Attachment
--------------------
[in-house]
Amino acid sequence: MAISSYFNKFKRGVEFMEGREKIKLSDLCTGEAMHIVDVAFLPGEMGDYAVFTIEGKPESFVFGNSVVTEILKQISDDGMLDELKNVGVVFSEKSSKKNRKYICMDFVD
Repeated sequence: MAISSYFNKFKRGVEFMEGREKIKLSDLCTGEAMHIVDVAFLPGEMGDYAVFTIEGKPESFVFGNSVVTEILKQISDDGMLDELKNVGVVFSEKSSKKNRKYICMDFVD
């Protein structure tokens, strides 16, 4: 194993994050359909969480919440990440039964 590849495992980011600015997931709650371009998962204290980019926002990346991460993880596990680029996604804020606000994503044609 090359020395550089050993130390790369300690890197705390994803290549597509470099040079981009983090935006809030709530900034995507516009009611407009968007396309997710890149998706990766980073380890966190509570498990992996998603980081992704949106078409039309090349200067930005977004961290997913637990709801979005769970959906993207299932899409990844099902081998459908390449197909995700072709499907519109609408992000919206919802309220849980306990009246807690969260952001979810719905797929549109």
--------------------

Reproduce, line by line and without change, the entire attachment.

[in-house]
Amino acid sequence: MAISSYFNKFKRGVEFMEGREKIKLSDLCTGEAMHIVDVAFLPGEMGDYAVFTIEGKPESFVFGNSVVTEILKQISDDGMLDELKNVGVVFSEKSSKKNRKYICMDFVD
Repeated sequence: MAISSYFNKFKRGVEFMEGREKIKLSDLCTGEAMHIVDVAFLPGEMGDYAVFTIEGKPESFVFGNSVVTEILKQISDDGMLDELKNVGVVFSEKSSKKNRKYICMDFVD
């Protein structure tokens, strides 16, 4: 194993994050359909969480919440990440039964 590849495992980011600015997931709650371009998962204290980019926002990346991460993880596990680029996604804020606000994503044609 090359020395550089050993130390790369300690890197705390994803290549597509470099040079981009983090935006809030709530900034995507516009009611407009968007396309997710890149998706990766980073380890966190509570498990992996998603980081992704949106078409039309090349200067930005977004961290997913637990709801979005769970959906993207299932899409990844099902081998459908390449197909995700072709499907519109609408992000919206919802309220849980306990009246807690969260952001979810719905797929549109």